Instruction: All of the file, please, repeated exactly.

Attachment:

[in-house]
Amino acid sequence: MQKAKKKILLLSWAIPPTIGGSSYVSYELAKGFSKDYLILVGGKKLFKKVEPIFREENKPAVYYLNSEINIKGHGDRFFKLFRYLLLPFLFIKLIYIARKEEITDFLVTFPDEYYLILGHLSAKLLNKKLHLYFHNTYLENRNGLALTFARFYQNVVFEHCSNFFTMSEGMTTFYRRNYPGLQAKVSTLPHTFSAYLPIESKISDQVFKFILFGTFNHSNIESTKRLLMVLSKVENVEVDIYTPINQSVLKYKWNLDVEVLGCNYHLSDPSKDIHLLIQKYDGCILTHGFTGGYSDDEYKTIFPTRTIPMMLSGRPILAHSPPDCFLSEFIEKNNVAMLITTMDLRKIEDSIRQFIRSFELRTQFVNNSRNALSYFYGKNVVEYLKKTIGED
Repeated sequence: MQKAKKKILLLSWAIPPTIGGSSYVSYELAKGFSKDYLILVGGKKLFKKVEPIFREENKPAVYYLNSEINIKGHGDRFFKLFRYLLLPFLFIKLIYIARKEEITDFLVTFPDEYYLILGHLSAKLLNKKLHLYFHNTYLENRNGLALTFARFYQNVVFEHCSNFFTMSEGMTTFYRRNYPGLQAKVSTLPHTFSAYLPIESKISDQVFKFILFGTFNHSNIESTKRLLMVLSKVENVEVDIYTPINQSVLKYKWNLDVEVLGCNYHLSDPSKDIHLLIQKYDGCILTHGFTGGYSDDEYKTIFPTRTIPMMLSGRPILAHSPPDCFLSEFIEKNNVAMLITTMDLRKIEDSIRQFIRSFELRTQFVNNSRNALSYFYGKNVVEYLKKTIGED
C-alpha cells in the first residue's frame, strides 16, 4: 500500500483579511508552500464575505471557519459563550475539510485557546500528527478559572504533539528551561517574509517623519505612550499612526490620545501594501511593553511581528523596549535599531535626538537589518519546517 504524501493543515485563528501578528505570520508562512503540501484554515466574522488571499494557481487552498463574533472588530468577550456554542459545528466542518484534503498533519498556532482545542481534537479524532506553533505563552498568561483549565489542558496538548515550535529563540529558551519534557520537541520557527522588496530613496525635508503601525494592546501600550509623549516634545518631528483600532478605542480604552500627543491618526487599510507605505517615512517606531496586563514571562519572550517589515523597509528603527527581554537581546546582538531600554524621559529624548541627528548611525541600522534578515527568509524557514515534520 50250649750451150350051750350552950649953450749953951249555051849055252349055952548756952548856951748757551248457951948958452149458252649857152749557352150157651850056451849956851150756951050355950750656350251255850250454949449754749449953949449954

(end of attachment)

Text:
[in-house]
Amino acid sequence: MQKAKKKILLLSWAIPPTIGGSSYVSYELAKGFSKDYLILVGGKKLFKKVEPIFREENKPAVYYLNSEINIKGHGDRFFKLFRYLLLPFLFIKLIYIARKEEITDFLVTFPDEYYLILGHLSAKLLNKKLHLYFHNTYLENRNGLALTFARFYQNVVFEHCSNFFTMSEGMTTFYRRNYPGLQAKVSTLPHTFSAYLPIESKISDQVFKFILFGTFNHSNIESTKRLLMVLSKVENVEVDIYTPINQSVLKYKWNLDVEVLGCNYHLSDPSKDIHLLIQKYDGCILTHGFTGGYSDDEYKTIFPTRTIPMMLSGRPILAHSPPDCFLSEFIEKNNVAMLITTMDLRKIEDSIRQFIRSFELRTQFVNNSRNALSYFYGKNVVEYLKKTIGED
Repeated sequence: MQKAKKKILLLSWAIPPTIGGSSYVSYELAKGFSKDYLILVGGKKLFKKVEPIFREENKPAVYYLNSEINIKGHGDRFFKLFRYLLLPFLFIKLIYIARKEEITDFLVTFPDEYYLILGHLSAKLLNKKLHLYFHNTYLENRNGLALTFARFYQNVVFEHCSNFFTMSEGMTTFYRRNYPGLQAKVSTLPHTFSAYLPIESKISDQVFKFILFGTFNHSNIESTKRLLMVLSKVENVEVDIYTPINQSVLKYKWNLDVEVLGCNYHLSDPSKDIHLLIQKYDGCILTHGFTGGYSDDEYKTIFPTRTIPMMLSGRPILAHSPPDCFLSEFIEKNNVAMLITTMDLRKIEDSIRQFIRSFELRTQFVNNSRNALSYFYGKNVVEYLKKTIGED
C-alpha cells in the first residue's frame, strides 16, 4: 500500500483579511508552500464575505471557519459563550475539510485557546500528527478559572504533539528551561517574509517623519505612550499612526490620545501594501511593553511581528523596549535599531535626538537589518519546517 504524501493543515485563528501578528505570520508562512503540501484554515466574522488571499494557481487552498463574533472588530468577550456554542459545528466542518484534503498533519498556532482545542481534537479524532506553533505563552498568561483549565489542558496538548515550535529563540529558551519534557520537541520557527522588496530613496525635508503601525494592546501600550509623549516634545518631528483600532478605542480604552500627543491618526487599510507605505517615512517606531496586563514571562519572550517589515523597509528603527527581554537581546546582538531600554524621559529624548541627528548611525541600522534578515527568509524557514515534520 50250649750451150350051750350552950649953450749953951249555051849055252349055952548756952548856951748757551248457951948958452149458252649857152749557352150157651850056451849956851150756951050355950750656350251255850250454949449754749449953949449954